News & Reviews News Wire Probe of fatal BNSF coal train wreck to focus on track inspection and maintenance, NTSB says

Probe of fatal BNSF coal train wreck to focus on track inspection and maintenance, NTSB says

By Bill Stephens | November 2, 2023

The Oct. 15 derailment in Colorado prompted a bridge to collapse onto Interstate 25, killing a truck driver

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As part of its preliminary report, the National Transportation Safety Board released this BNSF Railway photo that diagrams the Oct. 15 coal train derailment near Pueblo, Colo.

WASHINGTON — The National Transportation Safety Board’s probe into the Oct. 15 derailment of a BNSF Railway coal train near Pueblo, Colo., will focus on the railroad’s track maintenance and inspection procedures, the agency said today in its preliminary report on the fatal wreck.

Some of the 30 loaded coal gondolas that derailed near a passing siding switch struck the railroad bridge over Interstate 25 at Pueblo West. A portion of the bridge collapsed onto the highway, and six gondolas dropped to the interstate, killing the driver of a northbound truck.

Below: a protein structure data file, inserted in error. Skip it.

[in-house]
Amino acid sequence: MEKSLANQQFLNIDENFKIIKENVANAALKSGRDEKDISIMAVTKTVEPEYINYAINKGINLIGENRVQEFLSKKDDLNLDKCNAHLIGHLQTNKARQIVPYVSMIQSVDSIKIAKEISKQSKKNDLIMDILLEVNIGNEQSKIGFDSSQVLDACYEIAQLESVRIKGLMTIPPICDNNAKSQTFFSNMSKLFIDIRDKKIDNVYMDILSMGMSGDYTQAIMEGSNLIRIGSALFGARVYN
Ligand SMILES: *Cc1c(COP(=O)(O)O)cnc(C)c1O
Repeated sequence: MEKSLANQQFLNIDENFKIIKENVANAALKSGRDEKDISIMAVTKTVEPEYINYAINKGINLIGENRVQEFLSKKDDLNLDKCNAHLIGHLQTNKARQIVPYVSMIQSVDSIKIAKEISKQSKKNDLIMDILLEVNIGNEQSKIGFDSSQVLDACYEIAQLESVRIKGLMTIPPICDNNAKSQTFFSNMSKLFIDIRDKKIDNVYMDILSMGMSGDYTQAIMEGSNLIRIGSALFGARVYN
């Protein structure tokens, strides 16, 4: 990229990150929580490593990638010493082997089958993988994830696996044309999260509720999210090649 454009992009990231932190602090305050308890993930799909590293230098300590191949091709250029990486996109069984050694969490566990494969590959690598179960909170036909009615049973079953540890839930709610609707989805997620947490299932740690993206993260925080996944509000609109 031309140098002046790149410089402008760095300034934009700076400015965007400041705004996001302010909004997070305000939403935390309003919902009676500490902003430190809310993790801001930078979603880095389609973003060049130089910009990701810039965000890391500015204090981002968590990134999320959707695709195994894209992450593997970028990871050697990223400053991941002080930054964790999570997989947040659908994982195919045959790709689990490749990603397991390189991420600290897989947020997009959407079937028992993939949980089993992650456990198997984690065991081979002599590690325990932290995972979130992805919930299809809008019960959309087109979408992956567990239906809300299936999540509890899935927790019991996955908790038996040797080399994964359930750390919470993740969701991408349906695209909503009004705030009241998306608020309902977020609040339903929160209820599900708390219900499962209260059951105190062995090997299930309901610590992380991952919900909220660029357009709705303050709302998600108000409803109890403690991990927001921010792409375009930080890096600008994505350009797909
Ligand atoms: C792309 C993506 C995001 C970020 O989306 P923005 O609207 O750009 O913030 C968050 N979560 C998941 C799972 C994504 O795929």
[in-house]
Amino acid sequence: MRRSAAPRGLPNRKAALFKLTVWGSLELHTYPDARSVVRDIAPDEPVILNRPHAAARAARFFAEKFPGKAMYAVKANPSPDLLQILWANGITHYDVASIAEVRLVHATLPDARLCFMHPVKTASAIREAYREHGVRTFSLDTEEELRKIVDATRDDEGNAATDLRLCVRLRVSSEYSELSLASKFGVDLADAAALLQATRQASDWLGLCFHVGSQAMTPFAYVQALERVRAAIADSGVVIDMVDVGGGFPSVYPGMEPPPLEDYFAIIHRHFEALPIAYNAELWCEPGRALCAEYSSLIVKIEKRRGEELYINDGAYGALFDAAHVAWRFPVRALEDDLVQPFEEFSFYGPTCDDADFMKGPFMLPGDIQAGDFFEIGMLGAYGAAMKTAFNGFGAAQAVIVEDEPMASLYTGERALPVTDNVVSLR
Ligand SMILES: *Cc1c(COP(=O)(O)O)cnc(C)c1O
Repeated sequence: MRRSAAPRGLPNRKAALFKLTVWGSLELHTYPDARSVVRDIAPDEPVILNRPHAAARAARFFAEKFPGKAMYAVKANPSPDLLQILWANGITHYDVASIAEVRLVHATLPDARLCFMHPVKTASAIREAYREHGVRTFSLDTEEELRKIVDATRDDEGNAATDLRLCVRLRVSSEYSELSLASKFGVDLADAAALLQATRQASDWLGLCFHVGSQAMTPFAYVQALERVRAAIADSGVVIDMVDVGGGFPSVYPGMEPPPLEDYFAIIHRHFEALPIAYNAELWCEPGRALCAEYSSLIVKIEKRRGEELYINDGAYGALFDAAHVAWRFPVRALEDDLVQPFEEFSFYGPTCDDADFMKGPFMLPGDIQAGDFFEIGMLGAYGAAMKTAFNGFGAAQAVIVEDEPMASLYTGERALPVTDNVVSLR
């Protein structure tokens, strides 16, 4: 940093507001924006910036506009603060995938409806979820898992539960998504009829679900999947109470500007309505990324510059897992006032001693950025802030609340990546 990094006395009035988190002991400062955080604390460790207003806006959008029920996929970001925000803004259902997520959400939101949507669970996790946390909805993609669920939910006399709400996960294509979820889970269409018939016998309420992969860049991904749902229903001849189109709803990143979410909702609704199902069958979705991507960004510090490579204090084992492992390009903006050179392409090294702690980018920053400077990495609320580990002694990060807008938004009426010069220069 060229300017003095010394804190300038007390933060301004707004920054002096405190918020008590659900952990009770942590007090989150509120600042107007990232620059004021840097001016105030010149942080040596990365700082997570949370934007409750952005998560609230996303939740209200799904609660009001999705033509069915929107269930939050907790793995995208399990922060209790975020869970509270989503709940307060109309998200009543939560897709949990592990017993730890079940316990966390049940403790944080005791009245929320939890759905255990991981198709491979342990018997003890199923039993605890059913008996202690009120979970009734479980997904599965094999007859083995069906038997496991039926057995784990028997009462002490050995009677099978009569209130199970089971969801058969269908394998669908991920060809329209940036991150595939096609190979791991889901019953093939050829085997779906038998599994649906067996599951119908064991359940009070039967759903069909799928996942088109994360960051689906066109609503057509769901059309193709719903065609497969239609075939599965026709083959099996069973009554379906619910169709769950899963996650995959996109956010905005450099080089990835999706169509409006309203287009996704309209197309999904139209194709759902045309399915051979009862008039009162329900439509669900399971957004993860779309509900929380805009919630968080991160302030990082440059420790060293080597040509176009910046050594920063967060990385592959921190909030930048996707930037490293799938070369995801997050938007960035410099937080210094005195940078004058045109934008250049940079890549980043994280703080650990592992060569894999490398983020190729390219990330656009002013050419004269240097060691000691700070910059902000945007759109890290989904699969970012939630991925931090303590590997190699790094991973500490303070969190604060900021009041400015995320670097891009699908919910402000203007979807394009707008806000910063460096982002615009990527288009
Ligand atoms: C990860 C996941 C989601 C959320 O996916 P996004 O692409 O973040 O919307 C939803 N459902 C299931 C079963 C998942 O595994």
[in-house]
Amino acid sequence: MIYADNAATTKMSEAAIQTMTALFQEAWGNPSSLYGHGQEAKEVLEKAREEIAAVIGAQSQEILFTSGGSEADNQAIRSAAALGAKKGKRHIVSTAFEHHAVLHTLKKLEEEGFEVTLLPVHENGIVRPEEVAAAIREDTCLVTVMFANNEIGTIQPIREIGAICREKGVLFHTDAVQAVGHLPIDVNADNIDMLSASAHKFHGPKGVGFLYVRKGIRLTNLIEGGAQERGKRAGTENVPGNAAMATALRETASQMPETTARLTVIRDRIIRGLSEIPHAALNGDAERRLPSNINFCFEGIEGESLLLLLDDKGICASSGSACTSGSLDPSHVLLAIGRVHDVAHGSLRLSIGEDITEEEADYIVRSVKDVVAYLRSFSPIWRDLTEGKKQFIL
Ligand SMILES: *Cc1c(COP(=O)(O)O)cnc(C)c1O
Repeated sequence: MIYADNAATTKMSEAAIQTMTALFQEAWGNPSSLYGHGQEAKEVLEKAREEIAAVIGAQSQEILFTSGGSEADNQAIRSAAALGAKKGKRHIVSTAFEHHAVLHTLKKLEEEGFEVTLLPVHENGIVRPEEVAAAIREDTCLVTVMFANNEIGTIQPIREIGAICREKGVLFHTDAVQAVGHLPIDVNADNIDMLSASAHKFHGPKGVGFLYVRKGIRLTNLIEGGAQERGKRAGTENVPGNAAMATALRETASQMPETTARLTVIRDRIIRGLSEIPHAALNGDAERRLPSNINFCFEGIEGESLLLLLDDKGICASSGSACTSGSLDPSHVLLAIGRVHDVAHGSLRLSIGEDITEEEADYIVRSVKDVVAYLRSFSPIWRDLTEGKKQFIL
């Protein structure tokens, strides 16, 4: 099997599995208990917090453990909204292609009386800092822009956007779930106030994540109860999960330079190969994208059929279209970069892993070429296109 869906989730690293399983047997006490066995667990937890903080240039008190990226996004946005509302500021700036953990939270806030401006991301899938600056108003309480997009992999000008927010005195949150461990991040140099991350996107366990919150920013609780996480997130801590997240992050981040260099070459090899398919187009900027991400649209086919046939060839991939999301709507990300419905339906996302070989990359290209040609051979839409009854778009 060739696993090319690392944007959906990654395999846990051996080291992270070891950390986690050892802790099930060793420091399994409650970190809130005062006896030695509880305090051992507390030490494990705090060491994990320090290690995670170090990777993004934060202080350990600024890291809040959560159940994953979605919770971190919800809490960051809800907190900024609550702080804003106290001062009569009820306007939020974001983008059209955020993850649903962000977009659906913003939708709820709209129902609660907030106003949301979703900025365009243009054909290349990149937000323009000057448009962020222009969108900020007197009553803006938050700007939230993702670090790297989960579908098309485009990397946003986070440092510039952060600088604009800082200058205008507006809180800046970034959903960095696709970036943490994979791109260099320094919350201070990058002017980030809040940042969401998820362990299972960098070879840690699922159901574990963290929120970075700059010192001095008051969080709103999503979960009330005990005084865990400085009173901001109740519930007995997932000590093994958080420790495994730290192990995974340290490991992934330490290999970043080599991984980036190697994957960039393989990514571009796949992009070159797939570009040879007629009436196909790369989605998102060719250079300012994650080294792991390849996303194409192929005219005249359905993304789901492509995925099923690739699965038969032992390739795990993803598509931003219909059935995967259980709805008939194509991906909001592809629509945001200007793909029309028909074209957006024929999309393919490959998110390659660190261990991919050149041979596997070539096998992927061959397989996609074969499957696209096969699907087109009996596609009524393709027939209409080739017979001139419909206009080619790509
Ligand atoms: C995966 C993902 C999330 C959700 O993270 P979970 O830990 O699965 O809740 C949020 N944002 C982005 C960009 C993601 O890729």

While on scene, the NTSB investigators said they believed the wreck likely was caused by a broken rail.

Train CNAMCRD0-31D departed Denver at 9:41 a.m. on the day of the derailment, bound for La Junta, Colo., according to the NTSB’s preliminary report. The train consisted of two locomotives at the head end, three distributed power units, and 124 cars loaded with coal. The conductor and engineer were not injured in the 3:24 p.m. derailment at Milepost 109.654 of the Pikes Peak Subdivision.

At the site of the wreck, the Pikes Peak Sub is single-track with an adjacent passing siding that begins just east of the bridge. The southbound train was moving at 32 mph, well below the maximum authorized speed of 45 mph.

“While on scene, National Transportation Safety Board investigators completed interviews; reviewed data from locomotive event recorders, forward-facing image recorders, and radio logs; inspected locomotives and railcars; tested ​​and downloaded data from positive train control and signal systems; examined track near the derailment site; reviewed BNSF track maintenance and welding procedures; and recovered a section of rail for analysis at the NTSB Materials Laboratory,” the preliminary report said.

Parties to the ongoing investigation include BNSF, the Federal Railroad Administration, the Brotherhood of Railway Carmen division of the Transportation Communications Union/IAM; the Brotherhood of Locomotive Engineers and Trainmen; the Brotherhood of Maintenance of Way Employes; and ​the International Association of Sheet Metal, Air, Rail and Transportation Workers.

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